Anderson M (2020) Distributed Cognition in the Early Modern Era. In: Jalobeanu D & Wolfe CT (eds.) Encyclopedia of Early Modern Philosophy and the Sciences. Cham, Switzerland: Springer.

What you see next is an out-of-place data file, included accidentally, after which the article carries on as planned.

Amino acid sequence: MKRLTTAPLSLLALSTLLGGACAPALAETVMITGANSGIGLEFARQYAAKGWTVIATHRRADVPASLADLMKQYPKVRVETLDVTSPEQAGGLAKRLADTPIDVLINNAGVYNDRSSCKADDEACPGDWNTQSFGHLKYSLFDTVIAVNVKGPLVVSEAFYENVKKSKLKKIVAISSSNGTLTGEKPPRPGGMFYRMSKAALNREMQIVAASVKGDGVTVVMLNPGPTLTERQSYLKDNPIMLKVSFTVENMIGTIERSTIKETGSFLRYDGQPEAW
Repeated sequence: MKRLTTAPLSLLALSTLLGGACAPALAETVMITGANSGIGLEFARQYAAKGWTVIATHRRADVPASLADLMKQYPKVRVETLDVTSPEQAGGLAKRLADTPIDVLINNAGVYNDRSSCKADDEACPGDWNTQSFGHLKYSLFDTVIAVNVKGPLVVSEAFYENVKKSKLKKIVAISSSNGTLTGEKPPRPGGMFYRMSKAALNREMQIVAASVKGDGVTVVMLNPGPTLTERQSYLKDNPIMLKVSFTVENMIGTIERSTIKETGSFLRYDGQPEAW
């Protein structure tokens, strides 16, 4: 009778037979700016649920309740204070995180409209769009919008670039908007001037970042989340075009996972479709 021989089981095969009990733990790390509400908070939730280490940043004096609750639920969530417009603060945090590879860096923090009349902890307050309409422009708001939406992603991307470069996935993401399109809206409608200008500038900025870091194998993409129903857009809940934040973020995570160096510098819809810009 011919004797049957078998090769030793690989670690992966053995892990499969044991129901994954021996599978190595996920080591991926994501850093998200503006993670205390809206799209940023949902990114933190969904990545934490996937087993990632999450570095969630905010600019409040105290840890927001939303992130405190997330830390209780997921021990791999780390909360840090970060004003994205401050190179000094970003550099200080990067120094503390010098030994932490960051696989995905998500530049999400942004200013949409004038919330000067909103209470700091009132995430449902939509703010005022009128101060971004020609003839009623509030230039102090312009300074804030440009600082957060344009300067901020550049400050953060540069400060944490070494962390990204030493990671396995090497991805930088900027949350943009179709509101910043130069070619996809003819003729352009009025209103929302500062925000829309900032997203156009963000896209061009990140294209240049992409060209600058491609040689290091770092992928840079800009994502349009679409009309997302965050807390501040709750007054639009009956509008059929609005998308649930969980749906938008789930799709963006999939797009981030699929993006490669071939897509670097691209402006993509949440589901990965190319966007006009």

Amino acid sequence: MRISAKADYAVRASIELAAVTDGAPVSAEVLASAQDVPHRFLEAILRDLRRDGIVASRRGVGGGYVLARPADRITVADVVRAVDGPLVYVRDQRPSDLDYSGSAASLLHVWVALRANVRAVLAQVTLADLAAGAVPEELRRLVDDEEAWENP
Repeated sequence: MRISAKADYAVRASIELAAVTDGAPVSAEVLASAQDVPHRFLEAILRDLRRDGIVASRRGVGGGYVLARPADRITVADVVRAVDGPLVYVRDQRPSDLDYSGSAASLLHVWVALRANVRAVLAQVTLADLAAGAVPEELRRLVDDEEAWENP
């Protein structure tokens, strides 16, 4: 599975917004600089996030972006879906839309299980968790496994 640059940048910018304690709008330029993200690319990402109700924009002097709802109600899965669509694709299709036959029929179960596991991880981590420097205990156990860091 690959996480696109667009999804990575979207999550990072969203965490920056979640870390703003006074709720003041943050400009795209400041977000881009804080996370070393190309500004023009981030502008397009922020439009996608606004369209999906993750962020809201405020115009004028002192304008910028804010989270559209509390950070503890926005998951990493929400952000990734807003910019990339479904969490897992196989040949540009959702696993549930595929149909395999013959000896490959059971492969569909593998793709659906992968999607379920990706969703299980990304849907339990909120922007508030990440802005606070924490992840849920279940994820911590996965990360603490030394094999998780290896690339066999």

Distributed cognition serves as an umbrella term for the various overlapping, competing and sometimes conflicting theories in current philosophy and cognitive science which claim that cognition is distributed across brain, body and world. 4E cognition is another name used for this framework, with the 4Es representing embodied, enactive, embedded and extended cognition. This framework can also help bring to the fore neglected ideas of the mind and the cognitive roles of resources, methods, practices and institutions in other historical periods. The early modern period inherited and developed concepts of the mind from classical antiquity and medieval traditions that accorded a cognitive role to the body and world, and itself underwent transformative sociocultural, scientific and technological shifts, which led to a heightened awareness of, and at times anxiety about, the distributed nature of the mind. This entry focuses on early modern notions and practices of distributed cognition in the sixteenth and early seventeenth century, alongside an exploration of the nature and origins of Cartesian substance dualism.
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